This will also increase noise (just as if you used a higher ISO speed, because noise is worse in underexposed areas).

Then, you'd need to brighten it up later using software. But, don't overdo it... I wouldn't go more than a stop underexposed (or -0.9 EV if your model is using 1/3 stop increments) unless you really have to.

You should be able to see what kind of shutter speeds you're getting and use that as a guideline. Many models tell you when you half press the shutter button. If not, you could check a photo using playback mode to see.


This was indoor and I was overriding the flash. I also shoot out door soccer and my main problem there is tracking the subject. In this case I feel I need an optical view finder or more MP so I can use less zoom and crop later.

I guess I need a SLR?

ADSLR is definitely your best bet for indoor sports. These can shoot at ISO 1600 or better. Make sureto get a bright lens. If it's a zoom lens, go witha lens that has an f/2.8aperture throughout the zoom range.

If you're on a budget, and can use your feet for zoom, you can get a 50mm f/1.8 for under $100.00 for any of the entry level DSLR Models (Canon EOS-300D, Pentax*istDS, Nikon D70, etc.).

A bright prime (and longer primes are available) can get you evenfaster shutter speeds (these are available in larger apertures -- f/2.0, f/1.8, f/1.4,etc.compared to zoom lenses). But, you don't have the flexibility of a zoom lens with a prime.

A popular lens for sports use is the Sigma 70-200mm f/2.8 EX HSM lens. It's around $800 discounted. It's HSM (Hypersonic Motor) helps it to focus faster, and workssimilar to Nikon'sAF-S (Silent Wave Motor)or Canon'sUSM (Ultrasonic Motor) lenses.

Because the sensoris smaller than 35mm film in most DSLR models, you have a crop factor (i.e., focal length multiplier). This factor is 1.5x in the Nikon and Pentax models, and 1.6x in most Canon models. So, take this into consideration when lens shopping.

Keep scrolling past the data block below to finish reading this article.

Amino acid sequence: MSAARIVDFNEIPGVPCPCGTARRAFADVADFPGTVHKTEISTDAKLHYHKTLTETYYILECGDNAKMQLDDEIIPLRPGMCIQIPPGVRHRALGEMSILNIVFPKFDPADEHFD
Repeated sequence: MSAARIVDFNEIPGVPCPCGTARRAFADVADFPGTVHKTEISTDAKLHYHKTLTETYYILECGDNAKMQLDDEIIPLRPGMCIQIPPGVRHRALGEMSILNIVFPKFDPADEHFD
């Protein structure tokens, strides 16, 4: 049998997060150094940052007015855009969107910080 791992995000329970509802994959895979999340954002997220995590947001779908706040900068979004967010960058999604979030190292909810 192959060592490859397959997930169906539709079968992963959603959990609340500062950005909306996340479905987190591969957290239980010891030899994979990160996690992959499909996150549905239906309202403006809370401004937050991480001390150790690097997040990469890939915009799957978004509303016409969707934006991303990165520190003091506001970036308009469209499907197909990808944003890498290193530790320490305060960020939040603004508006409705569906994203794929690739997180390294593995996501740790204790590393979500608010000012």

For example, a 70-200mm lens used on aNikon D70would have a 35mm equivalent focal range of approximately 105-300mm (70mm x 1.5 = 105mm, 200mm x 1.5 = 300mm).

Steve K Mar 6, 2005 1:47 PM

A couple of thoughts:

The "action blur" can be a feature, not a bug. :G
I have some shots of a golden gloves boxing match taken with a 1 MP digital, no flash. The only significant light was straight down from above the ring. The ring ropes are pretty much in focus, but the boxers are "action blurred" to various extents - high for a flurry of punches, low for a corner shot with their coach. I kind of like the effect, adds a feel for the action.

You might try "panning" the camera with a moving player. I've seen shots, e.g. of racing horses done like this. the background is very blurred but the horse is fairly frozen. I intend to try this, maybe with a tripod to allow motion only from side to side ... 8)

Meryl Arbing Mar 8, 2005 8:50 AM

I agree with Steve K...the example is a moving player passing a stationary camera. If you move the camera along with the player, he will be 'stationary' relative to the camera. The background will be blurred but that just shows movement.

Also, if you are using zoom and handholding the camera, there could be a certain amount of camera shake effecting the shot as well. A tripod is too unwieldy for this sort of situation but you can sometimes get by with a monopod and gain a stop or two in steadiness while still having lateral camera movement for panning.